Dear Friends, I recently took on the role of Interim Commission Director for the Food System Economics Commission—an independent, interdisciplinary academic commission working to deliver a state-of-the-art scientific assessment on the economics of the transition to healthy, inclusive and sustainable food systems. The interim directorship runs through November 30, but circumstances demand we move quickly … Continue reading Food System Economics Commission—Why now?
The global food supply is facing major security challenges, as warming global average temperatures and the destabilization of climate patterns and natural services undermine dependable agricultural cycles and threaten resources. The food supply is the most direct and visible connection between the breakdown of global climate systems and human health and wellbeing, but not the only link. The possible collapse of a major part of the human food supply means the collapse of agriculture, i.e. the breakdown of the human habitat.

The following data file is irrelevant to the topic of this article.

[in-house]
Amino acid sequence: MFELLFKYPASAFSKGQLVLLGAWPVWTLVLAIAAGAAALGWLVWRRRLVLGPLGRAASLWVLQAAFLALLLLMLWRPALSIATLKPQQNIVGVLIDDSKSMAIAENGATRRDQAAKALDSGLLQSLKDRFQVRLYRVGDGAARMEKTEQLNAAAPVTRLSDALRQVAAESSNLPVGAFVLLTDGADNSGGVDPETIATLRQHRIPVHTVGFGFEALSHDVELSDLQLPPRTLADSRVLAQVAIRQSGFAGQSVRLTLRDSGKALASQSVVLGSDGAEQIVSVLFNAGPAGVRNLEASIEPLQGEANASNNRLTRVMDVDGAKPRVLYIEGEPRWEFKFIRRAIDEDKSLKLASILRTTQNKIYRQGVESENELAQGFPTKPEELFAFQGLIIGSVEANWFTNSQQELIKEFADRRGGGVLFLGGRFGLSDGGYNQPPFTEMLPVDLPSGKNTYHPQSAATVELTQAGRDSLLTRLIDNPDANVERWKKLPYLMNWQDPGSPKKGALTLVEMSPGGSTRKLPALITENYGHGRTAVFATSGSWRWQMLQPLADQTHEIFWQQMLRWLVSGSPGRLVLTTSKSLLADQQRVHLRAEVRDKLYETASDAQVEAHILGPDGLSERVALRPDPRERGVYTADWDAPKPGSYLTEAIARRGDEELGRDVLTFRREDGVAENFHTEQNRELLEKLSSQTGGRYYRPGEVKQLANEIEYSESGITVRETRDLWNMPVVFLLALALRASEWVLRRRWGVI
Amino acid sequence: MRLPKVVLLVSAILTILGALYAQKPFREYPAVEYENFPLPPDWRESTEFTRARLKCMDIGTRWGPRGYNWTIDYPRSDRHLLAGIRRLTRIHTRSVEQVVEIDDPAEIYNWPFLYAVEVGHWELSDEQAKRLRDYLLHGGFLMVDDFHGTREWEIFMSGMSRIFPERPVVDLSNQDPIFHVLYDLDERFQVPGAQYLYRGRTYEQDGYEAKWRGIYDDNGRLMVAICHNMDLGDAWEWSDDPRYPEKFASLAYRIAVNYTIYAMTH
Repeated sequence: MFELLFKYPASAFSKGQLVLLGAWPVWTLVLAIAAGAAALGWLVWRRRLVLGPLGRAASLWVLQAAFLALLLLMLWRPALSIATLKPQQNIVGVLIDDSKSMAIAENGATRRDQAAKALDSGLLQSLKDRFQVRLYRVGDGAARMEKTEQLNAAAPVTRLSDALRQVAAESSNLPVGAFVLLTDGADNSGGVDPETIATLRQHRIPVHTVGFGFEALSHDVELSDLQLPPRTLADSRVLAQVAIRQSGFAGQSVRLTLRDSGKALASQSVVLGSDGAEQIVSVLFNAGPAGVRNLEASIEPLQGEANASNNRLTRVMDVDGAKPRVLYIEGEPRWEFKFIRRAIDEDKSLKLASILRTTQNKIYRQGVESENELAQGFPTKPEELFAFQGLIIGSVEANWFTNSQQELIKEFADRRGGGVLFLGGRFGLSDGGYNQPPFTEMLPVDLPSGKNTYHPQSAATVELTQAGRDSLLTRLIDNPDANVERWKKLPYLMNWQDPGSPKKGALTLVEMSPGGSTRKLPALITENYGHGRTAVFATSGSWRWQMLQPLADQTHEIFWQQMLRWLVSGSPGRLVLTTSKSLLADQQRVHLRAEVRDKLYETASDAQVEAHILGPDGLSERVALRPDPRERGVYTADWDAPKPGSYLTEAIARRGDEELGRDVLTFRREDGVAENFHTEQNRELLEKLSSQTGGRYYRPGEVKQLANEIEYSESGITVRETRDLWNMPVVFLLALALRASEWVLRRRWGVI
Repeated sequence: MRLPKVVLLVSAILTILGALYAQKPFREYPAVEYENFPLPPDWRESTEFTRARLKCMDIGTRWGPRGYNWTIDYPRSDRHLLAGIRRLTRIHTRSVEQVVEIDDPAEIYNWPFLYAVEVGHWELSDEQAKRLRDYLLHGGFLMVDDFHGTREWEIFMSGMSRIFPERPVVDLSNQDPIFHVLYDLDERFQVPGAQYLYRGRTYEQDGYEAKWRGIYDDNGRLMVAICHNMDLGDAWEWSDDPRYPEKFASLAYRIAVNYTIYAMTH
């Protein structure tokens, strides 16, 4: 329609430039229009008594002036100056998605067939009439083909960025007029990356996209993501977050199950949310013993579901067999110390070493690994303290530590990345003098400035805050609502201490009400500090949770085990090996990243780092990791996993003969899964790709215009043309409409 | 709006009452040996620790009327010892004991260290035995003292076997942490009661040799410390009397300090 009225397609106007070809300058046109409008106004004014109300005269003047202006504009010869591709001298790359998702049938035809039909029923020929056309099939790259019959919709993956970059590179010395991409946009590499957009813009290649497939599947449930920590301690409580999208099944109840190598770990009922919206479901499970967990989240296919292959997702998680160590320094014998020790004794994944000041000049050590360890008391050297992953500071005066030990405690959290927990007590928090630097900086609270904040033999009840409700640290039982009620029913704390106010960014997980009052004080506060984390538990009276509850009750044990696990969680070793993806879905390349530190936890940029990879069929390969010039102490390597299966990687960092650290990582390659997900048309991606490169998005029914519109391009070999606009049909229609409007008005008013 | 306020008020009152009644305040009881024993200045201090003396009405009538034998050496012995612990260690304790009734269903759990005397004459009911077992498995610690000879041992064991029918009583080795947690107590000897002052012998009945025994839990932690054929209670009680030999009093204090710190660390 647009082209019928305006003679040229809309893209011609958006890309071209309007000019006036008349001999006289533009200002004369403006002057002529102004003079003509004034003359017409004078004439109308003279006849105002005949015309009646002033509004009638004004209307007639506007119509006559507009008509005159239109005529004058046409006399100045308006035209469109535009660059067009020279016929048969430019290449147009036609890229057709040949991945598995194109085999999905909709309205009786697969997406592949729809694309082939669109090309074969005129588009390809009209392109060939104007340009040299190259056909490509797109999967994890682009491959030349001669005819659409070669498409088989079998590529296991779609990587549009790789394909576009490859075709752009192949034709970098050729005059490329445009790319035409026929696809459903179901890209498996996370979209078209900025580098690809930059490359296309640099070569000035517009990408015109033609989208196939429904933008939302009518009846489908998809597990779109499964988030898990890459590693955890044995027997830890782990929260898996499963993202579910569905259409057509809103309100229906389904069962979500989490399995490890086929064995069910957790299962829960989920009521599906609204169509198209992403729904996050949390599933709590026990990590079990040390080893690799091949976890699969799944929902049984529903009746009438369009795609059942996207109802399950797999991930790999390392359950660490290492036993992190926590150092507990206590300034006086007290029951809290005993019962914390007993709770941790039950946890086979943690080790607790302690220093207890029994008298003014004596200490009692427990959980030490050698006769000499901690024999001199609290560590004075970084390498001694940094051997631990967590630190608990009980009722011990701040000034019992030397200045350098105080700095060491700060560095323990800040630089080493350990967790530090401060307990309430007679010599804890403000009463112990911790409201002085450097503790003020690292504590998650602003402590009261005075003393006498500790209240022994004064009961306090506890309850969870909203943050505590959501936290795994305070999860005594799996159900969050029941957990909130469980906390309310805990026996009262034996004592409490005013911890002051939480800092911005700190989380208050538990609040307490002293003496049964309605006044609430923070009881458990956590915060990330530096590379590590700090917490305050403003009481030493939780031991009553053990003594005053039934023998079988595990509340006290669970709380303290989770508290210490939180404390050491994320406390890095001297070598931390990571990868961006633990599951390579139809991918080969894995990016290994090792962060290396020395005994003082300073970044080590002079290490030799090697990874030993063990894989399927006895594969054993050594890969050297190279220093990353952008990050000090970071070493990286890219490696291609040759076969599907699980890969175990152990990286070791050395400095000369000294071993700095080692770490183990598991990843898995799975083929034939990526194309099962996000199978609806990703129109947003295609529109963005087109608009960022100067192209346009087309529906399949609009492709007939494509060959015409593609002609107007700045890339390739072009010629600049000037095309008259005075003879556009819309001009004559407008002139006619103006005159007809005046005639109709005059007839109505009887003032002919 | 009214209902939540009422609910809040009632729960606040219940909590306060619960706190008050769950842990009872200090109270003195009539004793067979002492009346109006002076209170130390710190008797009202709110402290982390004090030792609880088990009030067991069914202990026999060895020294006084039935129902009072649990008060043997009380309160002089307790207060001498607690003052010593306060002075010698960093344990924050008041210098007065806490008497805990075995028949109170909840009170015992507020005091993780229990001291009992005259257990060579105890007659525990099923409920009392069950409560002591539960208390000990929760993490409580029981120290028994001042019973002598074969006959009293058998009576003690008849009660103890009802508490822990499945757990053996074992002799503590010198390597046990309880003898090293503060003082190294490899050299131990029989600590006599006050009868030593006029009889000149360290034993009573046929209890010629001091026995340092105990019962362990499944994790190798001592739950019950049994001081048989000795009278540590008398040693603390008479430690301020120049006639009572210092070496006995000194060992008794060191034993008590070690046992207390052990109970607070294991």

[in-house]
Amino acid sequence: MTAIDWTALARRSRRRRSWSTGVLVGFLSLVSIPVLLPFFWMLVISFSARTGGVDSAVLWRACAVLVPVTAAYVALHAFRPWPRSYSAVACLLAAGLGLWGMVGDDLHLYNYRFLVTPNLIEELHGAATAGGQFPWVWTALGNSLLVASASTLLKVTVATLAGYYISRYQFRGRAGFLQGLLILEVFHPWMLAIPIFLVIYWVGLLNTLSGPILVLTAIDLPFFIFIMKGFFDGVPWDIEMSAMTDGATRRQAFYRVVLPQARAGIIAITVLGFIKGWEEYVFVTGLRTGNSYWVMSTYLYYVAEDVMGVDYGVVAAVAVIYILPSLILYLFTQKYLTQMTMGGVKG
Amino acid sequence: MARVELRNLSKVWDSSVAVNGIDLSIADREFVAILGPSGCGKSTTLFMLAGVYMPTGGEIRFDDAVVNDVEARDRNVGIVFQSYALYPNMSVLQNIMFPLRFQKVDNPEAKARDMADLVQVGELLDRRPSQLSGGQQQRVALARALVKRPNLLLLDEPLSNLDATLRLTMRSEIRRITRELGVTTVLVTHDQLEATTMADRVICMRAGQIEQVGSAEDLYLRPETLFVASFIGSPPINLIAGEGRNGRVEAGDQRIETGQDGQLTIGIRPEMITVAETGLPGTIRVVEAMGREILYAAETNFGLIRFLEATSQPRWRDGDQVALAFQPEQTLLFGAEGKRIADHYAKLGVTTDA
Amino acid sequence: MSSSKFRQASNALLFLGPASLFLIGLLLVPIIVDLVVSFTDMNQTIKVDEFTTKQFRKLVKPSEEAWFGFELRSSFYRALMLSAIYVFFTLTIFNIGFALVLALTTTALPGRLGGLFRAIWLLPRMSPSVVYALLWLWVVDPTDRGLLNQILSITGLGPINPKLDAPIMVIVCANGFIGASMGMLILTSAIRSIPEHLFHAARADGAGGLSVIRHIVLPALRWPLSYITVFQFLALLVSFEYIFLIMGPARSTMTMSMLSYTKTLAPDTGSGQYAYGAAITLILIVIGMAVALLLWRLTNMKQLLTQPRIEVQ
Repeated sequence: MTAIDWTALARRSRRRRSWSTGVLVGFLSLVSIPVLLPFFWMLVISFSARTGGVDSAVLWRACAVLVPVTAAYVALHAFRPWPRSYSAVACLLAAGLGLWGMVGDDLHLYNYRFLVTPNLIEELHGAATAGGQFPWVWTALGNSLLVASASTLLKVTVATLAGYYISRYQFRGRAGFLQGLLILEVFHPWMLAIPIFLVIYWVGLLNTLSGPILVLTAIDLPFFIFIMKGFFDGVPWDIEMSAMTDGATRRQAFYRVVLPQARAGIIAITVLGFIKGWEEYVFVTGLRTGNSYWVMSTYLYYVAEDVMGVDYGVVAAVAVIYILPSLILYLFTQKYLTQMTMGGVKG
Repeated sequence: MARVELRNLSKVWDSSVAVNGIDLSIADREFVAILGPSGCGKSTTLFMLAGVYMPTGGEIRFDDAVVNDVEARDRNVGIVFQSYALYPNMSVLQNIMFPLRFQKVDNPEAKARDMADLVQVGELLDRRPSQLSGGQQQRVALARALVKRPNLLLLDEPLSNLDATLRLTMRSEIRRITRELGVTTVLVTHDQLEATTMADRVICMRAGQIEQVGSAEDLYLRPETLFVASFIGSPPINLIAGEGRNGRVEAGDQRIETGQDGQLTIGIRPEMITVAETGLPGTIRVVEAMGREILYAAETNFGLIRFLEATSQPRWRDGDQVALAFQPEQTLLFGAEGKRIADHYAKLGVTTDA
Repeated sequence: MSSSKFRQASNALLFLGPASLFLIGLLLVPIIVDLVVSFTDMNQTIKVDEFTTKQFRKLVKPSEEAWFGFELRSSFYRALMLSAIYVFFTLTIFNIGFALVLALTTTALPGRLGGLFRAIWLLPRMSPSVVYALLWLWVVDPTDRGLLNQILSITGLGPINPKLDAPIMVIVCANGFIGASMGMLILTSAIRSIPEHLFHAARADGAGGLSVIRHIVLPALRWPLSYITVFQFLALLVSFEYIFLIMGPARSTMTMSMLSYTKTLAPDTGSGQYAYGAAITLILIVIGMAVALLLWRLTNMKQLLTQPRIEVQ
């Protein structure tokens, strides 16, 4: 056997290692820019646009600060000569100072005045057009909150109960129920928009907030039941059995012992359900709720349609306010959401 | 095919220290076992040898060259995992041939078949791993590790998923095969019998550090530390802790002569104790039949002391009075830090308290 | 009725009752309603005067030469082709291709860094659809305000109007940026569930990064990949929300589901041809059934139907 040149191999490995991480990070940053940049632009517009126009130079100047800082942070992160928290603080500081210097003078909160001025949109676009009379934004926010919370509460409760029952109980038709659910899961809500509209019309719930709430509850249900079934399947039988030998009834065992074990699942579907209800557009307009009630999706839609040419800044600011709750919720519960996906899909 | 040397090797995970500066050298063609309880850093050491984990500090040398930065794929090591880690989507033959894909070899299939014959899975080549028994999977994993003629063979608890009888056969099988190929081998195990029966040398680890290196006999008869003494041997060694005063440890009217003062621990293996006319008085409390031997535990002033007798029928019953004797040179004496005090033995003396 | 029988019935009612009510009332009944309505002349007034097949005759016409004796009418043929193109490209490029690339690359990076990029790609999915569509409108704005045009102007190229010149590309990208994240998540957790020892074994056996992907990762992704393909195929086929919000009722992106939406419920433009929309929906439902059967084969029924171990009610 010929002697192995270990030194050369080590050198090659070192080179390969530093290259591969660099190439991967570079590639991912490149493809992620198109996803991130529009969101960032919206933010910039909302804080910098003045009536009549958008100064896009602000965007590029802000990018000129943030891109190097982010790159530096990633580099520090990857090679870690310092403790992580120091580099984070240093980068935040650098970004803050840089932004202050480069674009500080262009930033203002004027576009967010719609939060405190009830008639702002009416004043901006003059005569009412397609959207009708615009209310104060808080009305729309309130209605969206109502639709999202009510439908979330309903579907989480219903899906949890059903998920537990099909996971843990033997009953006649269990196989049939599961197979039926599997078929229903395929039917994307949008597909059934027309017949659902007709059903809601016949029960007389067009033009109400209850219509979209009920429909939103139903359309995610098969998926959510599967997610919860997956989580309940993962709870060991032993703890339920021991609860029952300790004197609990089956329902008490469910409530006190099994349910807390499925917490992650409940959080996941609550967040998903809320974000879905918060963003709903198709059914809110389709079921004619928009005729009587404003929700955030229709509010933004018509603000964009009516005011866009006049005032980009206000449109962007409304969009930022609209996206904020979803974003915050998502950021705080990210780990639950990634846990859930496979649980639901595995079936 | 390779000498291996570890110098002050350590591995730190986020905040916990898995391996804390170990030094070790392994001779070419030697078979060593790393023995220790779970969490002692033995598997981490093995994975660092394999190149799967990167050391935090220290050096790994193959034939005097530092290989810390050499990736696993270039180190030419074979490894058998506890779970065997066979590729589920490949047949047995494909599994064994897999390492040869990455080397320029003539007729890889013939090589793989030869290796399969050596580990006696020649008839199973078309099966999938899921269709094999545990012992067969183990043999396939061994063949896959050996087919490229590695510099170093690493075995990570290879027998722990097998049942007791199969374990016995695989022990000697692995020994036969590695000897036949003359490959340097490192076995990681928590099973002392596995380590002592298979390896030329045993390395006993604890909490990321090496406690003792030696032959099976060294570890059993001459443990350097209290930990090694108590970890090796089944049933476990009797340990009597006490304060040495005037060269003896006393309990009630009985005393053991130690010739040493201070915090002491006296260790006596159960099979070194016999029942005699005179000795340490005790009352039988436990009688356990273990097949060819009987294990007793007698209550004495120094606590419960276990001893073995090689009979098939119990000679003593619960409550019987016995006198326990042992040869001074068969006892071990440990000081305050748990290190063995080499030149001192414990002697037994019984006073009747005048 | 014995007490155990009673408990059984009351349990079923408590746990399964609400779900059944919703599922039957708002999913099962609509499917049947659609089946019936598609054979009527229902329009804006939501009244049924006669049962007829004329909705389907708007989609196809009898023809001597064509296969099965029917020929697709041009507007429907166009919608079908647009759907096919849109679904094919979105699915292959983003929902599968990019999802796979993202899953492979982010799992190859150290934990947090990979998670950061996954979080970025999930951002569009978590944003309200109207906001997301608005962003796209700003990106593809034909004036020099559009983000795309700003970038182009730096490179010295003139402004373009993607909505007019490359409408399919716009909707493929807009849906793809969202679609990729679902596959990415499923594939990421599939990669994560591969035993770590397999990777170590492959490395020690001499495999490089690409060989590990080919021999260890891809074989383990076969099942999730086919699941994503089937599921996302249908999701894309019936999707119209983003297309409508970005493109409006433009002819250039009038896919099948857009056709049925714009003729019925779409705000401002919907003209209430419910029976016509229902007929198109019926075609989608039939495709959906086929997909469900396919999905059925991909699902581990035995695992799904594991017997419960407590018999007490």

Habitat is something we tend to associate with non-human animal life. Most species are evolved to function in highly specialized habitats, and complications common in neighboring natural environments can pose a direct threat to the fragile natural systems on whose balance a sustainable habitat depends. Human beings, however, like mountain lions, ants and a number of bird species, have shown near universal adaptability in terms of diverse range of climates. But the human habitat is more than temperature and precipitation: it’s sustainable agriculture.